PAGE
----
urx unit loader A Million Pieces music review: A fun, pop rock experience
a million pieces A Million Pieces music review: A fun, pop rock experienceOn Tuesday (Apr. 26), newly formed rockers A Million Pieces debuted their very first self titled EP via Scallywag Records. The six-track album features their lead single, “Laserbeams,” which already boasts it’s own music video.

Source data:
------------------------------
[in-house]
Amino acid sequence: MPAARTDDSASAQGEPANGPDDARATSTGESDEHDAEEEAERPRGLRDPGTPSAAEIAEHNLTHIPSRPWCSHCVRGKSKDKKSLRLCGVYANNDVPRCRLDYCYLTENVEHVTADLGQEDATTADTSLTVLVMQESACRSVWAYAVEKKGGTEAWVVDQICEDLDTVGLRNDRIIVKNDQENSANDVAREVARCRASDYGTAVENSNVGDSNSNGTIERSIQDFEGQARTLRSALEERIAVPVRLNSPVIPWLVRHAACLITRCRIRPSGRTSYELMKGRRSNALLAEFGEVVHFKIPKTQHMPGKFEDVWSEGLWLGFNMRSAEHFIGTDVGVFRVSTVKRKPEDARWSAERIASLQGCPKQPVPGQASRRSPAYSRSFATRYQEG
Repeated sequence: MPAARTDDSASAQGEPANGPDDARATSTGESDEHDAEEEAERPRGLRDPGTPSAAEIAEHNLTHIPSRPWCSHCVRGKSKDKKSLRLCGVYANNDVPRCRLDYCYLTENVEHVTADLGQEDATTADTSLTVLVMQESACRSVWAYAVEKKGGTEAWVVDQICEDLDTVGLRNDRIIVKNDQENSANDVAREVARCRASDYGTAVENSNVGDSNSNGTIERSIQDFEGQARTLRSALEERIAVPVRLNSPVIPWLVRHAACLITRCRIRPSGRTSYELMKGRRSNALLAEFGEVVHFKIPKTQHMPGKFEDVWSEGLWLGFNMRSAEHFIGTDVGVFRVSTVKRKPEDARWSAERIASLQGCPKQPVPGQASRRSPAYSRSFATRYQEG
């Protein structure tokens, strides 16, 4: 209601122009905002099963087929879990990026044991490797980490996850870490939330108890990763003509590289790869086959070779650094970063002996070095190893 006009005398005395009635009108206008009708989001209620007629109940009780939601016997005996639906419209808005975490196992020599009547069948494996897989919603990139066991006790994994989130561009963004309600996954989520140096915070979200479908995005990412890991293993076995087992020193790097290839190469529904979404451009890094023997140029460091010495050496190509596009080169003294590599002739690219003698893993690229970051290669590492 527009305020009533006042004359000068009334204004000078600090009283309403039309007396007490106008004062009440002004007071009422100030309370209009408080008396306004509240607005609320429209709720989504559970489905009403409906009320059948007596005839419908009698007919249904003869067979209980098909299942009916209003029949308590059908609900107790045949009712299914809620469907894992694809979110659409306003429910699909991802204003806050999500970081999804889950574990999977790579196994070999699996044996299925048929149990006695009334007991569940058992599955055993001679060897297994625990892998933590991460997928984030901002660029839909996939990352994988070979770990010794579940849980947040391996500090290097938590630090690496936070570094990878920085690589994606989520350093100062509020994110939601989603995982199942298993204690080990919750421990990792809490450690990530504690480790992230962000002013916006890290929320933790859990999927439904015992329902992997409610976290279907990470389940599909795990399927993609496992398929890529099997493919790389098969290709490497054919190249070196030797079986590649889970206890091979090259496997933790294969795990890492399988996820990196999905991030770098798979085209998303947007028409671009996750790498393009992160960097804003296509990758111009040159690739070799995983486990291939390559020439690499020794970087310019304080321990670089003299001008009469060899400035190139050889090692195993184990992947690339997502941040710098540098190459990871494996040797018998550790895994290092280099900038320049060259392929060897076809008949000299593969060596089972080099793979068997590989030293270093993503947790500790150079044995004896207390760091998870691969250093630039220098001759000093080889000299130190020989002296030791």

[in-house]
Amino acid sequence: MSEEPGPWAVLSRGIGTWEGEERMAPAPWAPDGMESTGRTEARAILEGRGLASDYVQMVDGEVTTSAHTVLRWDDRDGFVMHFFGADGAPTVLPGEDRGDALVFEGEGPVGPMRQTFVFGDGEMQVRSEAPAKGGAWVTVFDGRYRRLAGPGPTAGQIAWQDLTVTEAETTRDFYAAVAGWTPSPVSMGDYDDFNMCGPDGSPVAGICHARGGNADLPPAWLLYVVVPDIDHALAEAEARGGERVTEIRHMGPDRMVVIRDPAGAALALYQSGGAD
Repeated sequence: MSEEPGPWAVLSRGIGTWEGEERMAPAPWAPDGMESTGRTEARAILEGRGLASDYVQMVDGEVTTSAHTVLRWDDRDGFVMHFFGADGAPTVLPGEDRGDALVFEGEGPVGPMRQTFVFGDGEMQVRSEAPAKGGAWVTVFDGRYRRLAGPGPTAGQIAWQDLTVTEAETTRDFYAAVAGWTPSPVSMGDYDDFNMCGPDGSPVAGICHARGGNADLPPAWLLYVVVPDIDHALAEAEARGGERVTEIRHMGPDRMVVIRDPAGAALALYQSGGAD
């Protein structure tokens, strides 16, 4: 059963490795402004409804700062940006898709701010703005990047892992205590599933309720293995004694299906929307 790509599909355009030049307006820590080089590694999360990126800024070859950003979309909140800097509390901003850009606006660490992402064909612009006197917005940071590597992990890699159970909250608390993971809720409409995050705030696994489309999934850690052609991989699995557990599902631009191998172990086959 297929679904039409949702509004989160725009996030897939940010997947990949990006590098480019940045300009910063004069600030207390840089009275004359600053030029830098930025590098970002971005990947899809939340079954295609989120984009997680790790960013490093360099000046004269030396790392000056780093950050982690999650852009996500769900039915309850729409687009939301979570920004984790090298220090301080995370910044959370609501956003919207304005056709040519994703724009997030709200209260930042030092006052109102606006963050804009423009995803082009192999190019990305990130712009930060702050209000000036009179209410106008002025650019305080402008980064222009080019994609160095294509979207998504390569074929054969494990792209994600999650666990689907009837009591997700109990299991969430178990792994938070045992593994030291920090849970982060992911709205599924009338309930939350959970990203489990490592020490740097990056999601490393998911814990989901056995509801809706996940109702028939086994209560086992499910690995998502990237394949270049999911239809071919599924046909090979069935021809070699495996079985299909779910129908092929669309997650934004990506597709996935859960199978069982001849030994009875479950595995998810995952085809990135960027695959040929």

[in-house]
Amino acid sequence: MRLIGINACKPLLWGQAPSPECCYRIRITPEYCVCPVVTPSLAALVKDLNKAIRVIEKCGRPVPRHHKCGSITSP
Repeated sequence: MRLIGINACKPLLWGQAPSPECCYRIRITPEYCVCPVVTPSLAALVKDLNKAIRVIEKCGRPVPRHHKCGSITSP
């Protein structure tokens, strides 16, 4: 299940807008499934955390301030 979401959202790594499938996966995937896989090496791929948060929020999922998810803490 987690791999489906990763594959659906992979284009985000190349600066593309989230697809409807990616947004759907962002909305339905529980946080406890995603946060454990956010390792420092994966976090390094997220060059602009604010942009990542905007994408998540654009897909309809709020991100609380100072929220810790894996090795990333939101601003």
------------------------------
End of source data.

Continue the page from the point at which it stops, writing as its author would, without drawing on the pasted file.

]]>Jerrod “Skins” Bettis, the original drummer behind OneRepublic. Upon a first listen, OneRepublic would be one of the last comparisons we would think of for the band’s funky sound. We did immediately draw parallels to Cobra Starship, Metro Station and Boys like Girls. Not a bad club to be part of, in our opinion. The Los Angeles based group consists of Morgan Freed on lead vocals and guitar, Peter Vanderloos on guitar and vocals, Ryan Brown on bass and Stephen Soss on keyboard.    “Vanity Plates,” one of our favorites, kicks things off in an upbeat manner, making it tough to keep from bobbing back and forth to the beat — A trend that only increases with the rest of the songs. It’s definitely not the catchiest track on the album, but a solid start none-the-less. “Laserbeams” follows perfectly in the No. 2 slot with its catchy background and easy to-sing-along-to chorus, which goes something like: “Oh yeah, yeah, yeah, yeah, yeah, yeah, yeah.” The rest of the lyrics aren’t quite so simple, as the name of the band actually originates from a line reading: “You see I feel like I’m a million pieces.” You can hear it in the video posted below. If we had to choose a track to rock out to with a hairbrush microphone — “Dream of Me” would be it. The beginning moments of the song are slightly jarring, but the song softens just 30-seconds in with an infectious chorus. It was originally titled “California,” which coincides with the opening line, but was changed to fall in line with the lyrics of the chorus instead.   As far as a live performance, the group took to the stage of LA’s Key Club on Tuesday to celebrate the release of their EP. It was a fun show with most of the on-stage energy coming from Freed and Brown, who often jumped up and down on boxes to engage the audience. With only six-songs it was a quick set, but they’re exactly the type of band that are fun for a small intimate venue. Whether you knew all the words and wanted to rock out right in front of the stage or sit back at a table and sip on a cocktail, it was an enjoyable experience for anyone in the house. Check out our guerilla-style video of “Get it Right” during their live performance on Tuesday night. Below, you’ll also find the “Laserbeams” music video and a short background piece. Check out iTunes if you’re curious for more. We think they’re definitely worth a listen.